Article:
Professor Baldry: Yeah, that’s right. It’s an underlying, almost assumption.

Marisa: And also coupled with racial profiling as well.

Professor Baldry: Exactly. And you add First Nations or an indigenous status to that, and there you are, it becomes almost self-fulfilling. And then maybe the third thing to say about this is that middle-class or wealthier people with disability on the whole do not end up in prison, do not end up even if the police pick them up. They have a community, or they have the funds, or they have a family who knows how to work the system. And there isn’t the assumption that, “Well, they’re offending, they’re doing a criminal act.” Rather than, “Oh, there’s something going on for this person, and we should try to steer them away from prison.”

And so this is also then so clearly linked up with disadvantage, and poorer communities, or communities with poor job prospects, and First Nations Australian people are more likely to be in communities, even though those communities might be very strong in terms of their care, and love, and support for their community members, they are more likely to be in remote, or rural, or communities in the city that have poorer access to good services, to education, to employment, and to the kinds of supports that people with disability need. So all of these things come together to make it more likely that a First Nations person with disability almost is more likely to end up being caught up in the criminal justice system.

Marisa: Eileen-

Professor Baldry: And then-

Marisa: Sorry.

Professor Baldry: Keep going.

Marisa: I’m wondering if… Sorry to interrupt there, but I’m just conscious that we’re going to run out of time fairly soon.

Professor Baldry: No, not at all. Fine, of course. Yeah.

Marisa: And I’d like to have you back at some stage, and it’s really great that you’ve been able to highlight all that. Before we actually go into more specifics about that, I’m wondering, could you just set the scene in regards to this research that you have conducted in regards to other contributors as well? And I understand that there are Aboriginal and non-Aboriginal contributors in this report. Could you just name the report where this research is contained, and talk about where we can get that? Or is it a submission?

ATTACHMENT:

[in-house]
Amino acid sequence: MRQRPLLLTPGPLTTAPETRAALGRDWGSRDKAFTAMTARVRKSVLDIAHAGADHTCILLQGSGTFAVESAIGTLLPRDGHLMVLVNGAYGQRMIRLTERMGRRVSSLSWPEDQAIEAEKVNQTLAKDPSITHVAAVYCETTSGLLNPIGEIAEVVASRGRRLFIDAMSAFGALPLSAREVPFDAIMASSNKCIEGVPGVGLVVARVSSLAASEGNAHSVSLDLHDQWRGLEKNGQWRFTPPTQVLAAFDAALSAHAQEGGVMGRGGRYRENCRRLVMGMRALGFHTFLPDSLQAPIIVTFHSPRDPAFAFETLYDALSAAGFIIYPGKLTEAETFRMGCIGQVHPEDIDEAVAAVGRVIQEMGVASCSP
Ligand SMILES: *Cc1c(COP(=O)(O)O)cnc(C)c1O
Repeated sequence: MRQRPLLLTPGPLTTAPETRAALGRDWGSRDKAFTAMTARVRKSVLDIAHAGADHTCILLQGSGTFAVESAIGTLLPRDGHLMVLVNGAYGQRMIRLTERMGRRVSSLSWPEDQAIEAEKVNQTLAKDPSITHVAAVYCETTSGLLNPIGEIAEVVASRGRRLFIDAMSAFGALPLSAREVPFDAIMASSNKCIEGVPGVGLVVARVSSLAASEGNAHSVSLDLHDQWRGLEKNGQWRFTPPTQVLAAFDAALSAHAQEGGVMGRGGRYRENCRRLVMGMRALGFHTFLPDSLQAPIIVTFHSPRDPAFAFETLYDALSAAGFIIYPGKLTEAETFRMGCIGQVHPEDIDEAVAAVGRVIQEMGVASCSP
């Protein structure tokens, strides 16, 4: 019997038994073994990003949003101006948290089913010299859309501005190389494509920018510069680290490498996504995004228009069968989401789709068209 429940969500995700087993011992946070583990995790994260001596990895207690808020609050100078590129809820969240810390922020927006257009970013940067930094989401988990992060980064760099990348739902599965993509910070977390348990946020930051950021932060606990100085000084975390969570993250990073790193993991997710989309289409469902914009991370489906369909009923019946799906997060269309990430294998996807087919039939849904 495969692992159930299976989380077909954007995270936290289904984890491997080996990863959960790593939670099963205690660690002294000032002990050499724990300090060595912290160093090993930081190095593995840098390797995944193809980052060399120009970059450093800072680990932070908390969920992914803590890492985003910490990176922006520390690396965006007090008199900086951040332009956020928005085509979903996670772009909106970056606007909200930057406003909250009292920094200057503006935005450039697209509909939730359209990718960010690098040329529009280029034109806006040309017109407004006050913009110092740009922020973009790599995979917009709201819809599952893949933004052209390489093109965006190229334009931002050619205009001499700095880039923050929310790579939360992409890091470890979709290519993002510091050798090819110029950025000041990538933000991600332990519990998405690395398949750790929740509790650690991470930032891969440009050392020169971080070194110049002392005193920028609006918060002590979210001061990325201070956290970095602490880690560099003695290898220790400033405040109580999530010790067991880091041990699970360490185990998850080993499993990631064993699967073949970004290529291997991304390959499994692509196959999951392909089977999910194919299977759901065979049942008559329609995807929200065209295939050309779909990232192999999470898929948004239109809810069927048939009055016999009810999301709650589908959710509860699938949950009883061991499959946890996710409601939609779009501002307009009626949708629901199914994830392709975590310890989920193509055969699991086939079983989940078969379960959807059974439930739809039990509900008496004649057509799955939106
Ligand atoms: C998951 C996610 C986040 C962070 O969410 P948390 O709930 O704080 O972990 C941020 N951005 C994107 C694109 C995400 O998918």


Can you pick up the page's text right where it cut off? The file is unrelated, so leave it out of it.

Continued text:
Professor Baldry: So are you talking about the indefinite detention of persons with disability?

Marisa: Yes.

Professor Baldry: Yeah. Look, there are a number of aspects to that. One is that in 2016, there was a report from the government on indefinite detention of people with cognitive and psychiatric impairment in Australia. So that was a first pass, if you like, at this important area. And then there have been a number of further reports in regard to Indigenous Australians or First Nations people and indefinite detention.

Marisa: Right.

Professor Baldry: Yeah. So people like First Nations Disability Network, which is a national body which works on these matters, is very closely involved in it, but there’s a range of people around Australia who have fought around this issue. But then on top of that, there have been a number of submissions to the Senate Standing Committee on the NDIS where a number of us, including Patrick Kaiser, Patrick McGee, myself, First Nations people, have been putting in their submissions saying, “It is even worse for the First Nations people, Aboriginal and Torres Straight Islanders in regard to indefinite detention for those with cognitive and psychiatric impairment in Australia.”